If you weren’t aware of this, you are not alone. Rarely has the hype and controversy surrounding an entire research discipline been as overwhelming as it has for the AI field. (AI: The Tumultuous History…1993) The history of AI includes raised expectations and dashed hopes, small successes sold as major innovations, significant research progress taking place quietly in an era of funding cuts, and an emerging technology that may play a major role in helping shape the way people interact with the information overload in our current data-rich society.
Where Artificial Intelligence Has Been
Roughly speaking, AI is more than fifty years old–the field as a coherent area of research usually being dated from the 1956 Dartmouth conference. That summer long conference gathered ten young researchers united by a common dream: to use the newly designed electrical computer to model the ways that humans think. They started from a relatively simple-sounding hypothesis: that the mechanisms of human thought could be precisely modeled and simulated on a digital computer. This hypothesis forms what is, essentially, the technological foundation on which AI is based.
In that day and age, such an endeavor was incredibly ambitious. Now, surrounded by computers, we often forget what the machines of forty years ago looked like. In those early days, entering a program into difficult-to-use, noisy teletypes, which were interfaced with large, snail-paced computers, largely performed AI. After starting the program (assuming one had access to one of the few interactive, as opposed to batch, machines), one would head off to lunch, hoping for a run of the program before the computer crashed. In those days, 8K of core memory was considered major computing memory, and a 16K disk was sometimes available for the main memory. In fact, anecdote has it that some of the runs of Herb Simon’s earliest AI systems used his family and students to simulate the computations–it was faster than using the computer! (Beer 1990)
Within a few years, however, AI seemed really to take off. Early versions of many ambitious programs seemed to do well, and the thinking was that the systems would progress at the same pace.
In fact, the flush of success of the young field led many of the early researchers to believe that progress would continue at this pace and that intelligent machines would be achieved in their lifetimes. A checkers-playing program beat human opponents, so could chess be far beyond? Translating sentences from codes (like those developed for military use during World War II and the Korean War) into human-understandable words by computer was possible, so could translation from one human language to another be too much harder? Learning to identify some kinds of patterns from others worked in certain cases, so could other kinds of learning be much different? (Beer 1995)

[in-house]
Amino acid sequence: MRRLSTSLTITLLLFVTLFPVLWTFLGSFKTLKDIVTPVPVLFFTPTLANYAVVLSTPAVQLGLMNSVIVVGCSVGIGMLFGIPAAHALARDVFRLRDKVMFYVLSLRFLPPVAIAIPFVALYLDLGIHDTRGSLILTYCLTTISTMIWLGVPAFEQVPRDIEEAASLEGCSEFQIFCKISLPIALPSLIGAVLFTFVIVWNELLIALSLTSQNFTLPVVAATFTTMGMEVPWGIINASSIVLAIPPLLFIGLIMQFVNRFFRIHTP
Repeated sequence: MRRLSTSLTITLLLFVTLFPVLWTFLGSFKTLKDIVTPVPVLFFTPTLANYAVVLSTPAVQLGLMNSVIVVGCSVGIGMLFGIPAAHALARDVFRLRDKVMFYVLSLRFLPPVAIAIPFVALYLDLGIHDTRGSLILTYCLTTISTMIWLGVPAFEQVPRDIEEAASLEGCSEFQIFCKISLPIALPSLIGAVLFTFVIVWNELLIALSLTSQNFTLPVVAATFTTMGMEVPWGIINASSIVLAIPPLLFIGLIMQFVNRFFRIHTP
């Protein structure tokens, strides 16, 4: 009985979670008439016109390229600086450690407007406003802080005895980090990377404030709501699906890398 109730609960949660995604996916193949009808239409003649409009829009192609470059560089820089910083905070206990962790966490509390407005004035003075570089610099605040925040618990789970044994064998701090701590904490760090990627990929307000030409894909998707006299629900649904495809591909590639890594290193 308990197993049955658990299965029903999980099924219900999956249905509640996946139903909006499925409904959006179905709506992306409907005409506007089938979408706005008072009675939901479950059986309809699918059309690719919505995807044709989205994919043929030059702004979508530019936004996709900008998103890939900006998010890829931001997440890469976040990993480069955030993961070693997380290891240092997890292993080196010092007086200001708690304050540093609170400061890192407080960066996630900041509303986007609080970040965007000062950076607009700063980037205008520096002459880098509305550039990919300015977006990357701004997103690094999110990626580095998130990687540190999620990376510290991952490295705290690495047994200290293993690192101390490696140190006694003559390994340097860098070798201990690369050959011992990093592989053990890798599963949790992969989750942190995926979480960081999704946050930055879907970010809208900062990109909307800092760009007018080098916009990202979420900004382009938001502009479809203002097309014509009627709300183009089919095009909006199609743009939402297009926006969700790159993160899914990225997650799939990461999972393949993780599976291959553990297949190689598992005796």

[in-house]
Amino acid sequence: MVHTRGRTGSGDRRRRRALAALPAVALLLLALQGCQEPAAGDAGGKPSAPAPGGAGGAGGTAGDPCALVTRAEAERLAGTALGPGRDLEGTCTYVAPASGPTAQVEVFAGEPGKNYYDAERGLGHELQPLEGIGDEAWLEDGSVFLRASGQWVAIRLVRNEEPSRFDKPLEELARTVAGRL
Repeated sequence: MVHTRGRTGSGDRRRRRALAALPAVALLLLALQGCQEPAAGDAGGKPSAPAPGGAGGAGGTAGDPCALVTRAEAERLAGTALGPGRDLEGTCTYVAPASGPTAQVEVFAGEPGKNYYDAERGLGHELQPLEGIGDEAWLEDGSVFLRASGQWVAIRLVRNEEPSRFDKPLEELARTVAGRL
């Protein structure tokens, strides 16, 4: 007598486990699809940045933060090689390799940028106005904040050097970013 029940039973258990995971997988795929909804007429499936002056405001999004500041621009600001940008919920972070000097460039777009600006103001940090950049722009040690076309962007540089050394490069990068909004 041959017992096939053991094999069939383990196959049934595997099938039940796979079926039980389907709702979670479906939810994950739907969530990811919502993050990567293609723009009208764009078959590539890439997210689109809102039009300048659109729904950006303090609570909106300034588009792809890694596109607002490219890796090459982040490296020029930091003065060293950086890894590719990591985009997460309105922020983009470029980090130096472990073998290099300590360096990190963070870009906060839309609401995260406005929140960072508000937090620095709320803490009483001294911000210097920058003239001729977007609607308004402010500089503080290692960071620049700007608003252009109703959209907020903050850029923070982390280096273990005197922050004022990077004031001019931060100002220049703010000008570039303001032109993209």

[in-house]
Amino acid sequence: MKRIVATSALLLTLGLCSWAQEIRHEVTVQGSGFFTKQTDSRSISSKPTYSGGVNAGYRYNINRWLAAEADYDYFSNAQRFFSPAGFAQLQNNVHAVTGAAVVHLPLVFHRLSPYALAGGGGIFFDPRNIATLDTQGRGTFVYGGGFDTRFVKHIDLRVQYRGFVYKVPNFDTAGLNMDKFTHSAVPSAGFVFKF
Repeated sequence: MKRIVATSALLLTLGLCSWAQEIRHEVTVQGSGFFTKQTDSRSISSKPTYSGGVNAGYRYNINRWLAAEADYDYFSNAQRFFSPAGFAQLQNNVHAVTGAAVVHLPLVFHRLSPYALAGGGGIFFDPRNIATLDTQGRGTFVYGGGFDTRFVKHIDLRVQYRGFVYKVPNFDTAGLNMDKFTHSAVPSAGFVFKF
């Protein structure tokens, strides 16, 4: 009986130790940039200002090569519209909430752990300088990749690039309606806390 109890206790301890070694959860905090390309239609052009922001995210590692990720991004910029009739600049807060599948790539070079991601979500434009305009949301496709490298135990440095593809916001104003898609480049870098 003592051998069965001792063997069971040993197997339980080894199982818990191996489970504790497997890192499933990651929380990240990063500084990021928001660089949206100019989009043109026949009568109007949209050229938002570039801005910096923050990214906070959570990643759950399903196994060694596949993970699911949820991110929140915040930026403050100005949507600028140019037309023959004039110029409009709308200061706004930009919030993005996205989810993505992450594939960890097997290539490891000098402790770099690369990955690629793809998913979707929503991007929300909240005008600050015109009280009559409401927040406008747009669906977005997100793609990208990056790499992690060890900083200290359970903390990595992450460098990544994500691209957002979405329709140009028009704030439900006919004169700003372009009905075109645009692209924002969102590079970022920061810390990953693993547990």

Unfortunately, the answers to all of these questions turned out to be yes. For technical reasons, chess is much harder than checkers to program.
Translating human languages turns out to have very different complexities from those encountered in decoding messages. The learning algorithms were shown to be severely limited in how far they could go. In short, the early successes were misleading, and the expectations they raised were not fulfilled.
At this point, things started getting complicated. Waiting in the wings and watching carefully were a number of people who were sure that this new technology would be a failure. Both philosophers and computer scientists were sure that getting computers to “think” was impossible, and they confused the early difficulties with fundamental limits.
The problems were magnified tremendously by the naysayers, who were using arguments about the theoretical limits (a current example of such theoretical arguments is Searle’s Chinese room argument) to describe failures of current technology. In short, those waiting to call the field a flop felt sure they were seeing evidence to that effect. (Beer 1997)